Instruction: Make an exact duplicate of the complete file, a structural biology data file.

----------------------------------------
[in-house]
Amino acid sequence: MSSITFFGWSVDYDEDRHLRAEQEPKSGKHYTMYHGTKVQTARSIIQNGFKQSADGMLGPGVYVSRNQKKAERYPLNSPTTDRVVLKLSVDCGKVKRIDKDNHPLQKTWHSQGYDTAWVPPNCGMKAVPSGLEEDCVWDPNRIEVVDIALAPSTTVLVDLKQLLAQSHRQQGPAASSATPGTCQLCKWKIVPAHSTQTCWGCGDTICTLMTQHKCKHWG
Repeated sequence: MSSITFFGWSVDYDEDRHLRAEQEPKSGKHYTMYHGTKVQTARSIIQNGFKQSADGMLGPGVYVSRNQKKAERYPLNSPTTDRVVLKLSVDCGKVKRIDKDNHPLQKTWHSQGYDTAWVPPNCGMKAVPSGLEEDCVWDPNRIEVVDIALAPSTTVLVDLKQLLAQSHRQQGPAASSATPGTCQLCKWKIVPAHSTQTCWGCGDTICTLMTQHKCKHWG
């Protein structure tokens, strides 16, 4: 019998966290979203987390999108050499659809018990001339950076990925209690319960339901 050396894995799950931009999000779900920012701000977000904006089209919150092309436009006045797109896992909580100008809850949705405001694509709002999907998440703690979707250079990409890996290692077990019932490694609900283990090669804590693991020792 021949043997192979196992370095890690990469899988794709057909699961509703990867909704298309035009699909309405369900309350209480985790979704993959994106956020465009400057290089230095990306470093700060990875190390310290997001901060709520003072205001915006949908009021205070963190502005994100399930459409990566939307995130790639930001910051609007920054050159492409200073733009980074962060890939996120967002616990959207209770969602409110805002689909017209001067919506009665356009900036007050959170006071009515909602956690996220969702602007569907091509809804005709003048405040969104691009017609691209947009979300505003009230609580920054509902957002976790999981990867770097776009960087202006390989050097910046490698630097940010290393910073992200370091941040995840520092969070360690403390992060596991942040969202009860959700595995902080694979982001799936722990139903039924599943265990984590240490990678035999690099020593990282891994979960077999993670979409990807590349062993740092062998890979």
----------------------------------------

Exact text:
[in-house]
Amino acid sequence: MSSITFFGWSVDYDEDRHLRAEQEPKSGKHYTMYHGTKVQTARSIIQNGFKQSADGMLGPGVYVSRNQKKAERYPLNSPTTDRVVLKLSVDCGKVKRIDKDNHPLQKTWHSQGYDTAWVPPNCGMKAVPSGLEEDCVWDPNRIEVVDIALAPSTTVLVDLKQLLAQSHRQQGPAASSATPGTCQLCKWKIVPAHSTQTCWGCGDTICTLMTQHKCKHWG
Repeated sequence: MSSITFFGWSVDYDEDRHLRAEQEPKSGKHYTMYHGTKVQTARSIIQNGFKQSADGMLGPGVYVSRNQKKAERYPLNSPTTDRVVLKLSVDCGKVKRIDKDNHPLQKTWHSQGYDTAWVPPNCGMKAVPSGLEEDCVWDPNRIEVVDIALAPSTTVLVDLKQLLAQSHRQQGPAASSATPGTCQLCKWKIVPAHSTQTCWGCGDTICTLMTQHKCKHWG
């Protein structure tokens, strides 16, 4: 019998966290979203987390999108050499659809018990001339950076990925209690319960339901 050396894995799950931009999000779900920012701000977000904006089209919150092309436009006045797109896992909580100008809850949705405001694509709002999907998440703690979707250079990409890996290692077990019932490694609900283990090669804590693991020792 021949043997192979196992370095890690990469899988794709057909699961509703990867909704298309035009699909309405369900309350209480985790979704993959994106956020465009400057290089230095990306470093700060990875190390310290997001901060709520003072205001915006949908009021205070963190502005994100399930459409990566939307995130790639930001910051609007920054050159492409200073733009980074962060890939996120967002616990959207209770969602409110805002689909017209001067919506009665356009900036007050959170006071009515909602956690996220969702602007569907091509809804005709003048405040969104691009017609691209947009979300505003009230609580920054509902957002976790999981990867770097776009960087202006390989050097910046490698630097940010290393910073992200370091941040995840520092969070360690403390992060596991942040969202009860959700595995902080694979982001799936722990139903039924599943265990984590240490990678035999690099020593990282891994979960077999993670979409990807590349062993740092062998890979």